Stone cold

On February 24, the Harrods website released a feature about Malta Month: .

It is not just in Malta where common sense is uncommon
- Tanja Cilia

At the opening of the event on March 5, some of us were already splashing the news across social networking sites. Yet local television (and even then only some stations) didn’t get wind of this until the Prime Minster made his official visit on March 13.

This could be a clear indication that politics affects everything locally. Then again, perhaps it’s one instance where the abysmal lack of basic research is trumped by ‘being busy’. This excuse is also used when going to press with inaccurate or mistaken news and then issuing corrections as well as pulling clips and links off the internet.

It could also be a case of publish and be damned, as happened when the Broadcasting Authority (BA) last Saturday charged Net TV over election day footage in which PN leader Lawrence Gonzi and general secretary Paul Borg Olivier met local council election candidates in various localities, ignoring the BA directive regarding the traditional ‘day of reflection’ and voting day itself.

Last week, the posthumous paeans to Lucio Dalla continued. One disc jockey told us he was a giant among the “kantanti fid-dinja mużikali” (sic) and perhaps inevitably, to make his point he played Il Gigante e La Bambina. A little bit of research would have revealed the purported subject matter of the track.

Another presenter talked about the folklore surrounding the use of organs in churches and the Veneranda Lampada tradition. At one point, reading off a publication no doubt, he described those who “jagħmlu x-xogħol fil-minfaħ tal-orgni.” He elaborated that there were people whose job was “jonfħu l-orgni.” Has he never heard of bellows that need mending, especially in connection with Silent Night?

Then there are the notorious Ta’ Ganza adverts, which play to the cheapest seats in the gallery. The majority of them ask us whether we want our clothes to smell better than those of our neighbour, which whiffs of an anti-chav campaign.

But the current bumph of products being sold at this store is even worse. A man thanks his mother-in-law for teaching her daughter parsimony – and the said wife insists that her mother does not deserve any acknowledgement, for it is the shop itself that allows her to be frugal, by offering good deals.

• It is not only in Malta where common sense is uncommon. Before I go on, I should mention that I am anti-abortion. However I have long been insisting that shows like 16 and Pregnant, Teen Mom, and Teen Mom 2 give the wrong idea about being a parent when you are still a child yourself.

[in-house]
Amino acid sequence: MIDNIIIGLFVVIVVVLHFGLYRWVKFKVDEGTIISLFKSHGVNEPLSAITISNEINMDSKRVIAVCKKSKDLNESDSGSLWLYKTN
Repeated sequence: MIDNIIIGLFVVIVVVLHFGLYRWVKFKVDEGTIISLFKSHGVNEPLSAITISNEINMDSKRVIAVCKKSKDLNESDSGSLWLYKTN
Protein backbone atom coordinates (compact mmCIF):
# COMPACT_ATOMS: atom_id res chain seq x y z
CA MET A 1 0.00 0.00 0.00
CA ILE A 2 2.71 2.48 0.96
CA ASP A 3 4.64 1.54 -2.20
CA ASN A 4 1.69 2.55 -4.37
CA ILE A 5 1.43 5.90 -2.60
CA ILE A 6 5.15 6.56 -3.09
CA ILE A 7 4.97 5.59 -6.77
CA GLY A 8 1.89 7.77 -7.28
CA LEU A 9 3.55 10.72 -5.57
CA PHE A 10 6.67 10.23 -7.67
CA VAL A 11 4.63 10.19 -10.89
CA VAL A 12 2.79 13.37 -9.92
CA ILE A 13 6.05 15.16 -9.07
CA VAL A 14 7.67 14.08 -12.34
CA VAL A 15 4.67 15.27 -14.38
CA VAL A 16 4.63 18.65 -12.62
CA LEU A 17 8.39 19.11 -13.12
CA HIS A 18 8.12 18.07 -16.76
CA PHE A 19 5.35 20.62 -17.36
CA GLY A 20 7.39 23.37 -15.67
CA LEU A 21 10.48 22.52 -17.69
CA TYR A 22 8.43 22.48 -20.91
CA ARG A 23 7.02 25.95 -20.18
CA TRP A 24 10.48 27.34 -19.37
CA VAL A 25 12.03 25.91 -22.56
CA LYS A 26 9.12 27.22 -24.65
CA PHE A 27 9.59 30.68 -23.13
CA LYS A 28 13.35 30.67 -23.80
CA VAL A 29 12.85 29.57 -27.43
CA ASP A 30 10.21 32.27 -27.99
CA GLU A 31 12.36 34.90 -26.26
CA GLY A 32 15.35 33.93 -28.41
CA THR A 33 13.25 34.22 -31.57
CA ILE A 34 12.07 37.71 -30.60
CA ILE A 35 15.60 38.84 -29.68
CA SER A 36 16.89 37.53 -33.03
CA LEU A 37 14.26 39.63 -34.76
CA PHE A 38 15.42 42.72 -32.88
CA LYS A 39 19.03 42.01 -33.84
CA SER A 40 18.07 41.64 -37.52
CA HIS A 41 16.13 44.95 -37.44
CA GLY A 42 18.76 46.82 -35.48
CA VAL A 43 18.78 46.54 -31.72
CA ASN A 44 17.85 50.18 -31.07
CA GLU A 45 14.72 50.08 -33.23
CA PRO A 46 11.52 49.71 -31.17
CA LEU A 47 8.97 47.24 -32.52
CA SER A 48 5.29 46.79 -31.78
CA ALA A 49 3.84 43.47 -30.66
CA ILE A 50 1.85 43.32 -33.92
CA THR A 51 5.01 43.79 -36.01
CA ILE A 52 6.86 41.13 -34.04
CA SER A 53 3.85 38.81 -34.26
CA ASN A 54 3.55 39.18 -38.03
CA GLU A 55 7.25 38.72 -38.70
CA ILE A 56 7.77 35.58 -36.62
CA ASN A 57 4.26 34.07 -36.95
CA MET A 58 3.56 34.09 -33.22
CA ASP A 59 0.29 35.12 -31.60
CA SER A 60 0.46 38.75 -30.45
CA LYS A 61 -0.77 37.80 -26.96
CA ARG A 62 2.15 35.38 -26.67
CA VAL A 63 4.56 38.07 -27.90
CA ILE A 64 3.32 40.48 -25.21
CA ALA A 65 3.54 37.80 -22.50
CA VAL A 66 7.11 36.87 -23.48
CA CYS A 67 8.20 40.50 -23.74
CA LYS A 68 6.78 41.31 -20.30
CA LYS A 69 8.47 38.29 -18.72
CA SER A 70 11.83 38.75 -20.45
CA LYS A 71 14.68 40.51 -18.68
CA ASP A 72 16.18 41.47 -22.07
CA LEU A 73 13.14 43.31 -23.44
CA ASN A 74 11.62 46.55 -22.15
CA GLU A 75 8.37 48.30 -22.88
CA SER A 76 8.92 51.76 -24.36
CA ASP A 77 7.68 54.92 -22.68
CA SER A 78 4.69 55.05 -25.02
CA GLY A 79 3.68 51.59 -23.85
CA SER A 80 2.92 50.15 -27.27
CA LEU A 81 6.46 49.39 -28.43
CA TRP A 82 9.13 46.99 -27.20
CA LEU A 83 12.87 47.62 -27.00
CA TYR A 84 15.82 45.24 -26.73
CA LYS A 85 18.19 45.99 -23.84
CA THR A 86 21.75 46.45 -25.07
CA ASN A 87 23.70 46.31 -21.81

Now we have the theory that these series give an (unspecified) ‘opportunity’ to teens who would otherwise be out in the streets, and serve as a lesson for those in a similar position. Is this not a bit like bolting the stable-door after the horse has fled?

Meanwhile, on local radio, a certain medical professional is still promoting a certain jab meant for young ladies for usage by males. These males have no uterus to protect, but it’s encouraged just in case they decide to experiment with homosexuality – without ever mentioning one possible side-effect. So much for balance. It’s really more of the same – no wonder the TVM recently informed us it was 2010, because no one thought to edit the footage being shown.

• Another note for this week is the issue of unfair advertising, for example when guests ask to be invited to magazine programmes as part of their company’s advertising budget.

The BA will come down on presenters who omit pointing out that the said slot is an infomercial like the proverbial tonne of bricks. And yet when these people are guests as a service to the public, and so technically banned from indicating which company or NGO they come from, the presenter will sometimes allow telephone numbers to go on air. What is the delay button for, then?

• At least there were four bright spots to this week’s dreary offerings, mostly exemplified by the sportscaster who is lost without a fully functional computer.

Gerard James Borg has clinched the Romanian selection for the Eurovision song contest. Artiste Ioana Bianca Anuta sings Girls Don’t Cry: .

There was also the interview that Veronica Farrugia conducted with Josephine Zammit Cordina last Saturday evening. One thing that struck me about this excellent actress was her humility; she was grateful to all those who have appreciated her over the years, and those who selected her for roles in their productions.

Zammit Cordina is one of the very few Maltese actresses who cannot be typecast. She plays understated humour and pathos with equal gusto, charm, aplomb and verisimilitude.

Another riveting interview was the one Andrew Azzopardi conducted with Oliver Friggieri. It is obvious that like Farrugia, Azzopardi spent a lot of time researching his subject, probably managing to wrangle more gems from his erudite guest than anyone has ever done before – mostly because interviewers are usually eager to show how witty and clever they are, rather than their guests.

Yet again, the documentary The Tal-Qadi Stone by Chris and Maurice Micallef has won several awards, bringing the total up to 10. This time it triumphed in the Indie Fest in California, winning an Award of Merit for documentary and an Award of Excellence for research.

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